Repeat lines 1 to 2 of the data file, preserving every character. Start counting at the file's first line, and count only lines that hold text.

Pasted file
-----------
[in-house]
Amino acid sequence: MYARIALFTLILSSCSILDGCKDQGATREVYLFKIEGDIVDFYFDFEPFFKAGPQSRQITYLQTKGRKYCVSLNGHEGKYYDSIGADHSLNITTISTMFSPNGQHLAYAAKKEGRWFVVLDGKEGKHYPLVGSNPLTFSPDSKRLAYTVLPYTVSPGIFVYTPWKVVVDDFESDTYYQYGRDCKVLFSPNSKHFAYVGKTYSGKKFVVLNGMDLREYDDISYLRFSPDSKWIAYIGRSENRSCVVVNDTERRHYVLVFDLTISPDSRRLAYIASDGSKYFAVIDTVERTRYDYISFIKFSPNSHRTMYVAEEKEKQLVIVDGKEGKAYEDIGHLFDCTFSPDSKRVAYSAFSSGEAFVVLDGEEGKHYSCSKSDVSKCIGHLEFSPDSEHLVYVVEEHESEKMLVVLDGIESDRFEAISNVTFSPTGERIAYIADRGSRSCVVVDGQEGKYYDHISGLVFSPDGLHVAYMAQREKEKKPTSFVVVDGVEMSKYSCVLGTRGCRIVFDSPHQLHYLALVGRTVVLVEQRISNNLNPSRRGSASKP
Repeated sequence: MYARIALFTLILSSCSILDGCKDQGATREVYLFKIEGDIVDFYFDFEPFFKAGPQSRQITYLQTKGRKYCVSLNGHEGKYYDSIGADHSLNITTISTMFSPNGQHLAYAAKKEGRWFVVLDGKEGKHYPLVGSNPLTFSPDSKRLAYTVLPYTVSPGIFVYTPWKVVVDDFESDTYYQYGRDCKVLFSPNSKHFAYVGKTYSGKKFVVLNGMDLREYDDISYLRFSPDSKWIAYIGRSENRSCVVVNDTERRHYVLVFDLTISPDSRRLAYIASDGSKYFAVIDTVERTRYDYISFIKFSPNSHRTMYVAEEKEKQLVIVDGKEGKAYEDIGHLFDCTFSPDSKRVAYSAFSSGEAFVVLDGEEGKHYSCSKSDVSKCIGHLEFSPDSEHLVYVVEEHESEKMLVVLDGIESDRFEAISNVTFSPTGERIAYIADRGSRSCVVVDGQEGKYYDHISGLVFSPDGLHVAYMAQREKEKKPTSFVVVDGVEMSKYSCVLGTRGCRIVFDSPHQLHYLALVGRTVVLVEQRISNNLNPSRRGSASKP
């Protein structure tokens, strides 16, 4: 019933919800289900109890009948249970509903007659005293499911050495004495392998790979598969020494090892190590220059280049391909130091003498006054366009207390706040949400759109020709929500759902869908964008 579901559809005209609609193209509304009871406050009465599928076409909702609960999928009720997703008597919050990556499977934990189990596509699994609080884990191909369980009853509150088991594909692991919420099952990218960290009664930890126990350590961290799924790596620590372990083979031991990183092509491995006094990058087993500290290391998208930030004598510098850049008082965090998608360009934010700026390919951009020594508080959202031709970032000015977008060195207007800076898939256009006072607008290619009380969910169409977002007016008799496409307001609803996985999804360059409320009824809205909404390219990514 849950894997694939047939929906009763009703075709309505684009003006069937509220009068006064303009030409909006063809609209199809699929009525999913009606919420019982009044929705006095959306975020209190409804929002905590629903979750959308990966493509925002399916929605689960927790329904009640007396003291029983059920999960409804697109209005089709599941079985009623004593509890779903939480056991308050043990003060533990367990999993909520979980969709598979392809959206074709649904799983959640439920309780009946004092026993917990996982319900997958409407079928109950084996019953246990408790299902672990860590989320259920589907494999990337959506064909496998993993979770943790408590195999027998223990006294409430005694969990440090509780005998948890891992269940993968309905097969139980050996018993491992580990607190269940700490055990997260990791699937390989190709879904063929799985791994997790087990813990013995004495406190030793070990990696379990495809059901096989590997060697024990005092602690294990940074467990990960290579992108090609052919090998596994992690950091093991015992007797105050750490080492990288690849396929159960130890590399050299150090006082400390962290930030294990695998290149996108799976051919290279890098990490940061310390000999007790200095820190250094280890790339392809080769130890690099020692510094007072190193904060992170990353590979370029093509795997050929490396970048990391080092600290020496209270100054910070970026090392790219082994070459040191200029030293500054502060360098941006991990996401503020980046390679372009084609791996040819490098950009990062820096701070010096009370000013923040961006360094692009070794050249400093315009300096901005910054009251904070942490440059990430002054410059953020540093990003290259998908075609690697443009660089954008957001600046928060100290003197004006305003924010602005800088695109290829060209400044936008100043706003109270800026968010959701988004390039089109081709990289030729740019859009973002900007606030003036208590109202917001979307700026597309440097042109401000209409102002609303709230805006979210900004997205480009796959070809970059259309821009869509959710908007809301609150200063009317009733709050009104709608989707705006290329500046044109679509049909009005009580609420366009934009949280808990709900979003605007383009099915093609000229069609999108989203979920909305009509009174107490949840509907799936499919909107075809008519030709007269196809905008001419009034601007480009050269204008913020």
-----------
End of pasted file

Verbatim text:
[in-house]
Amino acid sequence: MYARIALFTLILSSCSILDGCKDQGATREVYLFKIEGDIVDFYFDFEPFFKAGPQSRQITYLQTKGRKYCVSLNGHEGKYYDSIGADHSLNITTISTMFSPNGQHLAYAAKKEGRWFVVLDGKEGKHYPLVGSNPLTFSPDSKRLAYTVLPYTVSPGIFVYTPWKVVVDDFESDTYYQYGRDCKVLFSPNSKHFAYVGKTYSGKKFVVLNGMDLREYDDISYLRFSPDSKWIAYIGRSENRSCVVVNDTERRHYVLVFDLTISPDSRRLAYIASDGSKYFAVIDTVERTRYDYISFIKFSPNSHRTMYVAEEKEKQLVIVDGKEGKAYEDIGHLFDCTFSPDSKRVAYSAFSSGEAFVVLDGEEGKHYSCSKSDVSKCIGHLEFSPDSEHLVYVVEEHESEKMLVVLDGIESDRFEAISNVTFSPTGERIAYIADRGSRSCVVVDGQEGKYYDHISGLVFSPDGLHVAYMAQREKEKKPTSFVVVDGVEMSKYSCVLGTRGCRIVFDSPHQLHYLALVGRTVVLVEQRISNNLNPSRRGSASKP